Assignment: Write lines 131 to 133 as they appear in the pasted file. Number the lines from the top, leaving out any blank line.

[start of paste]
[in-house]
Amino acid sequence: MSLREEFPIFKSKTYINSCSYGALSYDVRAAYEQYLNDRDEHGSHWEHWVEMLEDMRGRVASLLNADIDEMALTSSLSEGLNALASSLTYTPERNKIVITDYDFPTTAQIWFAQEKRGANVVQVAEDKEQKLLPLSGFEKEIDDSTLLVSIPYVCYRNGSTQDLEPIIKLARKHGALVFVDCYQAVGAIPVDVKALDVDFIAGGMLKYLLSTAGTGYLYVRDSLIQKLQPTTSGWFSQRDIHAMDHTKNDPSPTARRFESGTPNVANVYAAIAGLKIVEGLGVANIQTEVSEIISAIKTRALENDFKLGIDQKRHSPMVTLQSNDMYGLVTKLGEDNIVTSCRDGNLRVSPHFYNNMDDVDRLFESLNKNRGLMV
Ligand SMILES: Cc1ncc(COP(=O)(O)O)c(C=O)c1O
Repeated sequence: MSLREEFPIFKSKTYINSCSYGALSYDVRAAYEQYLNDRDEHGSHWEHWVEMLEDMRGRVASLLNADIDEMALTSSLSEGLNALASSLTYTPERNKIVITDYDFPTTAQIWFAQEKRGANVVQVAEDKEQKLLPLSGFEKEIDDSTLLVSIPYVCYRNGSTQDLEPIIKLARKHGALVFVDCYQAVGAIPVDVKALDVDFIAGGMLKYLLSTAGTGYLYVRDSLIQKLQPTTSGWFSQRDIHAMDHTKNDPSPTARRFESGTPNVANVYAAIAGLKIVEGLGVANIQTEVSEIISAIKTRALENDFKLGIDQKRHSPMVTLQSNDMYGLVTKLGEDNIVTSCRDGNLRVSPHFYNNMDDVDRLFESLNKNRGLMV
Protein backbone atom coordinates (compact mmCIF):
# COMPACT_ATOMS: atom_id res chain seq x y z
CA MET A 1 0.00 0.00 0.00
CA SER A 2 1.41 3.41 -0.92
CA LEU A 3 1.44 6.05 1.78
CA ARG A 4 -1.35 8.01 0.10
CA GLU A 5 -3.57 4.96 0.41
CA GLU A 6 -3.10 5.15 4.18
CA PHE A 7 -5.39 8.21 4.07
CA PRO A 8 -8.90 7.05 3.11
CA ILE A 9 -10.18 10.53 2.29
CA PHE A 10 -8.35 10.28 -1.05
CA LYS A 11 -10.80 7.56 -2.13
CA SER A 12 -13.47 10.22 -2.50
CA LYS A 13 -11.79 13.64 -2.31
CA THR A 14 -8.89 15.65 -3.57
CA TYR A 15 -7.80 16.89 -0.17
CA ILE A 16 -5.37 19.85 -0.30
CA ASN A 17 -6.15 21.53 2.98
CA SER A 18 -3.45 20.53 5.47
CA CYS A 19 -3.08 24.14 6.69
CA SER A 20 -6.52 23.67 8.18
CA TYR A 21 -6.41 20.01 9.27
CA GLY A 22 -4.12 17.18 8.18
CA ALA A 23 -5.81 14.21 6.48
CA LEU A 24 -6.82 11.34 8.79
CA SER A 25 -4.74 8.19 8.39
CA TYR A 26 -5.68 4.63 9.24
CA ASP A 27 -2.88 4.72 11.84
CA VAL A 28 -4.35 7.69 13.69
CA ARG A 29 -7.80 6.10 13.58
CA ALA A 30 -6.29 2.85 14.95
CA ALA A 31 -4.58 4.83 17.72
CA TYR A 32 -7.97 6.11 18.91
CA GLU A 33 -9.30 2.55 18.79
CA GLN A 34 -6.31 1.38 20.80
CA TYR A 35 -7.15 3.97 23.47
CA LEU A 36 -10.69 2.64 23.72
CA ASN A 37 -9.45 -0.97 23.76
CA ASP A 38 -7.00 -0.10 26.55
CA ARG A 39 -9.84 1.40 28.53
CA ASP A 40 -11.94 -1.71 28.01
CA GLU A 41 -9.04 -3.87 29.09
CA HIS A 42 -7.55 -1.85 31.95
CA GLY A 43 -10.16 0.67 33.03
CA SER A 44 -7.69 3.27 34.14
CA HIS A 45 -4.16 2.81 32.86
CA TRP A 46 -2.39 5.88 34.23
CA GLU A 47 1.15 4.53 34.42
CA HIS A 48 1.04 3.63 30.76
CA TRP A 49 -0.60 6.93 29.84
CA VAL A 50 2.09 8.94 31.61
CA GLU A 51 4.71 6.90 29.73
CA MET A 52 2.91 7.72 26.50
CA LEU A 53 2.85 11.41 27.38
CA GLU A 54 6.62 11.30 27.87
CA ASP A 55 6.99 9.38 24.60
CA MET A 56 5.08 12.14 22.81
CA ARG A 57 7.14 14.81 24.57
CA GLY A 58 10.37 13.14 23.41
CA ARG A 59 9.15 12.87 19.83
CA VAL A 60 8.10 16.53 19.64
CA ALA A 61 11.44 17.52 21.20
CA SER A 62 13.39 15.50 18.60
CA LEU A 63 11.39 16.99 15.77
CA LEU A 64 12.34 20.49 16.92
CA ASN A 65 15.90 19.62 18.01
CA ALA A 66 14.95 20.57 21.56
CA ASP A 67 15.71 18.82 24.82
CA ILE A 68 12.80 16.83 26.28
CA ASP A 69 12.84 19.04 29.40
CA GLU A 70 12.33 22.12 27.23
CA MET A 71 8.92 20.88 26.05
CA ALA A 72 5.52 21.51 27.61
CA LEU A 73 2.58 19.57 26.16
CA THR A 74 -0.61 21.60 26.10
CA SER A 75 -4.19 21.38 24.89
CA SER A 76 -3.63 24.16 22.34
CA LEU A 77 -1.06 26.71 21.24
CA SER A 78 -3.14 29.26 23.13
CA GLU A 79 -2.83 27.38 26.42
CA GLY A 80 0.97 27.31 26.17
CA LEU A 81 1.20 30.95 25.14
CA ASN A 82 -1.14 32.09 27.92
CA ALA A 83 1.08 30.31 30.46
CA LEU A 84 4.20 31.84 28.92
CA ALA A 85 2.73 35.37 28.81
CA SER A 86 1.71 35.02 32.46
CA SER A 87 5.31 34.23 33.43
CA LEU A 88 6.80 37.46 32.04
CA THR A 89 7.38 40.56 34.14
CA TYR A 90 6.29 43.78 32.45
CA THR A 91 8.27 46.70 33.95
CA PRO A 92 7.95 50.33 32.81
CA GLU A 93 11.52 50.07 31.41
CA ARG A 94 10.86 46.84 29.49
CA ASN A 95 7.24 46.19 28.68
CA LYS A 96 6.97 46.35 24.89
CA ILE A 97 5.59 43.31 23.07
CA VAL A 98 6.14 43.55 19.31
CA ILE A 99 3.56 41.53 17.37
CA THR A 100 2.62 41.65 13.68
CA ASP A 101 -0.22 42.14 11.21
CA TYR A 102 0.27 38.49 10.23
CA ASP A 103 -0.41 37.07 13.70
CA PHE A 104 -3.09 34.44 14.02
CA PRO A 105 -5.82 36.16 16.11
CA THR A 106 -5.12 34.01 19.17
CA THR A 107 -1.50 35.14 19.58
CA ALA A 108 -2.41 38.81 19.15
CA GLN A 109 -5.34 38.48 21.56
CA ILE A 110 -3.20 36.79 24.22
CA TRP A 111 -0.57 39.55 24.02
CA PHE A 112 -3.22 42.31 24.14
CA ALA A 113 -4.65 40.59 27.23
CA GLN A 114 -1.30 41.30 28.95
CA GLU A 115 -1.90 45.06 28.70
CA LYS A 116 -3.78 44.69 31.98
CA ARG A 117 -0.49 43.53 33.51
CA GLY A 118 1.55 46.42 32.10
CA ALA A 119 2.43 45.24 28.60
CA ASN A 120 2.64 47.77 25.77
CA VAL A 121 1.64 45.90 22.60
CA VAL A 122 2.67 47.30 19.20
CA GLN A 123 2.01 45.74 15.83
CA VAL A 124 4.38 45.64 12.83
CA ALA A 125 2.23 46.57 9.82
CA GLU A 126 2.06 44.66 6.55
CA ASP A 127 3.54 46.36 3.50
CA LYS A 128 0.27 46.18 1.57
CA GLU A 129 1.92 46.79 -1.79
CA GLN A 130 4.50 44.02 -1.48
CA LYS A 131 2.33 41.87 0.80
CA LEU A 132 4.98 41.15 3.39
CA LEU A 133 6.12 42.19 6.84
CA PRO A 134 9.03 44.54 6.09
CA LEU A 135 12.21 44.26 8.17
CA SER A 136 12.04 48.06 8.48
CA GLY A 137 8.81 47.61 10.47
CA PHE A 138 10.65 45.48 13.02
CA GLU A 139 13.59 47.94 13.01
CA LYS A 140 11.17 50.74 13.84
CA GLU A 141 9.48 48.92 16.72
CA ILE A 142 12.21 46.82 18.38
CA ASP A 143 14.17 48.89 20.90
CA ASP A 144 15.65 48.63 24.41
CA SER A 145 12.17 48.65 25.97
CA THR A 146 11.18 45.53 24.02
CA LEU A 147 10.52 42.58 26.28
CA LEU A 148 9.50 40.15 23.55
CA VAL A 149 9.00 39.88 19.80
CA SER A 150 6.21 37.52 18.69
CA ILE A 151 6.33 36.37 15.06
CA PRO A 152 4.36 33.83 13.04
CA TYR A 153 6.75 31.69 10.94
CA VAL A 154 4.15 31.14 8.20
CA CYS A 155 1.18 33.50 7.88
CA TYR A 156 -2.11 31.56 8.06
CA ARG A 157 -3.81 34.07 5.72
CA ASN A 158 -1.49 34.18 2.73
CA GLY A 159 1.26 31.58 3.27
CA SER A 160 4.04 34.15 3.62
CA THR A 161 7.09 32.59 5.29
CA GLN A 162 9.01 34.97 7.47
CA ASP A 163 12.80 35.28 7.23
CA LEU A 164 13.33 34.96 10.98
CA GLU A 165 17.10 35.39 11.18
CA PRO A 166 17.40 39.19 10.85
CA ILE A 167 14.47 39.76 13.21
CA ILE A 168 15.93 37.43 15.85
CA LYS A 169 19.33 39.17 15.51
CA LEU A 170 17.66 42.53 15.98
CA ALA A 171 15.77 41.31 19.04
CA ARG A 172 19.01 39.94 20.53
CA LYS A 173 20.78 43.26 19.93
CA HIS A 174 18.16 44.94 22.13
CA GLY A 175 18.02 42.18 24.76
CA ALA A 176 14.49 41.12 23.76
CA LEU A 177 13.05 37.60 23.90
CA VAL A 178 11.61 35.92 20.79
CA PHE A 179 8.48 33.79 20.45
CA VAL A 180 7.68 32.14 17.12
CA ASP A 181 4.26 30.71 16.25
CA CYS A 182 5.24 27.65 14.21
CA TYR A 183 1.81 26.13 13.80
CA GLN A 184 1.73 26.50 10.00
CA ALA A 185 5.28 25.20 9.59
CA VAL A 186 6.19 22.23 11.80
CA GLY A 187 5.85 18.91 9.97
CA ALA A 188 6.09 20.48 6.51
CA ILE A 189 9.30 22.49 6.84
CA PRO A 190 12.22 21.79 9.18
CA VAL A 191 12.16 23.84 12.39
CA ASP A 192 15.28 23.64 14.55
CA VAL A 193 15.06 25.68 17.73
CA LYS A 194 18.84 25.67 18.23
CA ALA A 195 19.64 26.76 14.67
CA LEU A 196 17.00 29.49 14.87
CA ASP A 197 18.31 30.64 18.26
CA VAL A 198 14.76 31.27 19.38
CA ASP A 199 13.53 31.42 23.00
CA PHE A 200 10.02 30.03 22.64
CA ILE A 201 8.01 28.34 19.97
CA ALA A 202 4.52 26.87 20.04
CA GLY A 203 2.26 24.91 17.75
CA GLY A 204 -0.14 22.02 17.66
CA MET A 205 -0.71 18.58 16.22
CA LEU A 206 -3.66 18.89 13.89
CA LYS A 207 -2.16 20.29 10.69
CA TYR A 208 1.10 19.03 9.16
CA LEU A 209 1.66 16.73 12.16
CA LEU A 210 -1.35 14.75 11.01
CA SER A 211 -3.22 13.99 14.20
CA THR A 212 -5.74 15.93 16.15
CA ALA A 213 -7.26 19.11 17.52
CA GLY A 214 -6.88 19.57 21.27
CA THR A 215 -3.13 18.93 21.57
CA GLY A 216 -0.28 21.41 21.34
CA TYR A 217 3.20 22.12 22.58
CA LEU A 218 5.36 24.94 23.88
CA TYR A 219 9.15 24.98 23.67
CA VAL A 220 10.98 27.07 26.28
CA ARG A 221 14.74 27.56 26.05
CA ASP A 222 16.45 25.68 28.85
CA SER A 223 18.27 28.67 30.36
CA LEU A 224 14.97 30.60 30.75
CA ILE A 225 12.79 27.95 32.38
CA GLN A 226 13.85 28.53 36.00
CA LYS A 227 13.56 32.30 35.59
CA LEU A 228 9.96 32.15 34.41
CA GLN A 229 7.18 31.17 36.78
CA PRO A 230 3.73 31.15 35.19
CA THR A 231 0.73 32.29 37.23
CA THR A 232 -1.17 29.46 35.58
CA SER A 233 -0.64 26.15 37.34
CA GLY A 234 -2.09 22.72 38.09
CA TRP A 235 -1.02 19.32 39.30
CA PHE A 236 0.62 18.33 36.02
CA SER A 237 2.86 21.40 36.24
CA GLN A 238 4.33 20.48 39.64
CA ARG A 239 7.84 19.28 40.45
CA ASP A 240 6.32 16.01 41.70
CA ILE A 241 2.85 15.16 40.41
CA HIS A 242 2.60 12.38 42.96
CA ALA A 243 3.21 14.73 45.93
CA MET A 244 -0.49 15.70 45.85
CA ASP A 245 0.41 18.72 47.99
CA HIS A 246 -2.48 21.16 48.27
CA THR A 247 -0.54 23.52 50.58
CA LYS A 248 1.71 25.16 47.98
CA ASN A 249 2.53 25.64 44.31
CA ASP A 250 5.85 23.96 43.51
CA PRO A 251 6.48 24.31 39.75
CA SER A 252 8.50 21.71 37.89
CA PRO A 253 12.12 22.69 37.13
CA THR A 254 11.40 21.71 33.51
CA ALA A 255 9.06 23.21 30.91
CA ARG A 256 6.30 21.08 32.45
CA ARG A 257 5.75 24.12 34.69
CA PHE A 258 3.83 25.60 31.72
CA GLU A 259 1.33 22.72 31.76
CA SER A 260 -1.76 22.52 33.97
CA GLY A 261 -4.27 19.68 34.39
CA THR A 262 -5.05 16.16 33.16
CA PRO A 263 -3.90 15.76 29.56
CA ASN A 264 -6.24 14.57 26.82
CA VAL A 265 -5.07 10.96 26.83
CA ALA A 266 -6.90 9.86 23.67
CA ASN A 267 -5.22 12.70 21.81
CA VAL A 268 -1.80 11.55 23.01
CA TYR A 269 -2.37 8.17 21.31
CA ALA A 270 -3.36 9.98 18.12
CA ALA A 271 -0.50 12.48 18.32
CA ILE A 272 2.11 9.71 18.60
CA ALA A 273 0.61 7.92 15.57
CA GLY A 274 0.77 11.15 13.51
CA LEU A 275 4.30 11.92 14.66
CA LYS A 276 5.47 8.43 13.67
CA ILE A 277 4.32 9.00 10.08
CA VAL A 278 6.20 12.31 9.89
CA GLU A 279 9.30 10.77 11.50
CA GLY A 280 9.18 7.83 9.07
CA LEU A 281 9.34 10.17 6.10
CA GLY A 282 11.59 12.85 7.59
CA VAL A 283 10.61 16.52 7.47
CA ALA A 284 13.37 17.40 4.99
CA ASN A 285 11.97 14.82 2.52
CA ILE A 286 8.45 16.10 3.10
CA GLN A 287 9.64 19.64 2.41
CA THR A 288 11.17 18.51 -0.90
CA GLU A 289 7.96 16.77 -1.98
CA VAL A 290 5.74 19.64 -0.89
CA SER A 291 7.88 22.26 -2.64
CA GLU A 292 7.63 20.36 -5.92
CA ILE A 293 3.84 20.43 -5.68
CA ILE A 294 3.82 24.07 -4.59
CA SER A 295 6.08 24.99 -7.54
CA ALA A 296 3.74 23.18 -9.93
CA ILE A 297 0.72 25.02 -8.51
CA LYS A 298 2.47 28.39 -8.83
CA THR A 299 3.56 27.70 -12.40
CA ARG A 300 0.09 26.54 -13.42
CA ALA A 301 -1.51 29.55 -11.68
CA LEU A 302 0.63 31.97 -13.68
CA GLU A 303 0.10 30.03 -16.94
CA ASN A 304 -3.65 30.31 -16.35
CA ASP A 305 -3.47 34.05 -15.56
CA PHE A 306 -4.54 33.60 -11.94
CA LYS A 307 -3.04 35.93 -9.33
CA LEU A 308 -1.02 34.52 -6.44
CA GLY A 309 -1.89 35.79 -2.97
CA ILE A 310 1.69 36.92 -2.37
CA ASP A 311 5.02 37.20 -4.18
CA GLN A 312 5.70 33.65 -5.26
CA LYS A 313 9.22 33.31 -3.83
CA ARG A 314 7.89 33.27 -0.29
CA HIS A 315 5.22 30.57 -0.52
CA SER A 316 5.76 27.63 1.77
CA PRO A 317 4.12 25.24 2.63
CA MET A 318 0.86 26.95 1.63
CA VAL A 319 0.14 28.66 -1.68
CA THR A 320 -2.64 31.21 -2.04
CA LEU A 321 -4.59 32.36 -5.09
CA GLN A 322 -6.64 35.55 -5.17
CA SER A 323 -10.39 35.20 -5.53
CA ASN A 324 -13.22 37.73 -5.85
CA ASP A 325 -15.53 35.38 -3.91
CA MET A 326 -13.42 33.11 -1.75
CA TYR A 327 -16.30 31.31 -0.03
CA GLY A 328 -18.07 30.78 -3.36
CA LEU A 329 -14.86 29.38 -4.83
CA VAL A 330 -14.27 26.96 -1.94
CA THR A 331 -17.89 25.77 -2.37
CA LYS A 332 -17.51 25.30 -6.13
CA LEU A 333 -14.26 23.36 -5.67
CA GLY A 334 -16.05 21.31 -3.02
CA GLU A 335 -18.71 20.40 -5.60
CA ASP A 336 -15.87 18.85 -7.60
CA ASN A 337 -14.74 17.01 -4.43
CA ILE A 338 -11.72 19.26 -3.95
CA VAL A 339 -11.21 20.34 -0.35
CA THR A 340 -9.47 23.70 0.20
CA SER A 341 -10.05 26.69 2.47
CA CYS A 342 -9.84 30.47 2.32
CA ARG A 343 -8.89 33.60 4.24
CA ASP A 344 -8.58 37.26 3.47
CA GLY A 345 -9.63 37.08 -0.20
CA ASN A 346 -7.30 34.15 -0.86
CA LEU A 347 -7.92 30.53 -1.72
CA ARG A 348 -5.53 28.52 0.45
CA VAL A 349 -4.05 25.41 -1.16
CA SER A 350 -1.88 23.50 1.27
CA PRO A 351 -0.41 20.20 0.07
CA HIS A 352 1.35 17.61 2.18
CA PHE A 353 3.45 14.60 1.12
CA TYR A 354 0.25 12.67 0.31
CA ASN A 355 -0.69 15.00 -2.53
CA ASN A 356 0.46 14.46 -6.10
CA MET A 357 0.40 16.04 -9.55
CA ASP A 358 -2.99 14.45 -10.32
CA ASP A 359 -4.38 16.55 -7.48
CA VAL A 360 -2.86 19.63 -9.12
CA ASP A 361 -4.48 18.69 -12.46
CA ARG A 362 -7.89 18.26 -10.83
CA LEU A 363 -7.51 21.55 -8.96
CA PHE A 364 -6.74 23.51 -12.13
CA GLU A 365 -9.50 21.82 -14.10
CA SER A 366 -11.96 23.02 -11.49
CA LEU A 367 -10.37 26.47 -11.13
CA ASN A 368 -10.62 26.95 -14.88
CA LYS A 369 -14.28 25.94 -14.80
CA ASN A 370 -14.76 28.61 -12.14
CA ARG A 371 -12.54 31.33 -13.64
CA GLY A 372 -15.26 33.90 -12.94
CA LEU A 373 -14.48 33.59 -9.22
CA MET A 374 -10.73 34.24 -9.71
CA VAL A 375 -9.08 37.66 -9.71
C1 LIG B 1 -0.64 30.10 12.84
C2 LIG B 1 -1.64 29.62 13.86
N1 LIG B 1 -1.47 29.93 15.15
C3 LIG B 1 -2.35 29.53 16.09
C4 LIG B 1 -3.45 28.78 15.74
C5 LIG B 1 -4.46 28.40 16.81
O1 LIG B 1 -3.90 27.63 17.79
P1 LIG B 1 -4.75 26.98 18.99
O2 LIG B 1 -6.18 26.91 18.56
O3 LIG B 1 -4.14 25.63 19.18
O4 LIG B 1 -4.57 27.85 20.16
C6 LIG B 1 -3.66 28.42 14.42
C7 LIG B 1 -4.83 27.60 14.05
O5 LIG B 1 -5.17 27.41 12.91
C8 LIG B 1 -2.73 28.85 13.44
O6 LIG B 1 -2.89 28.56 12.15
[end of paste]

CA ALA A 125 2.23 46.57 9.82
CA GLU A 126 2.06 44.66 6.55
CA ASP A 127 3.54 46.36 3.50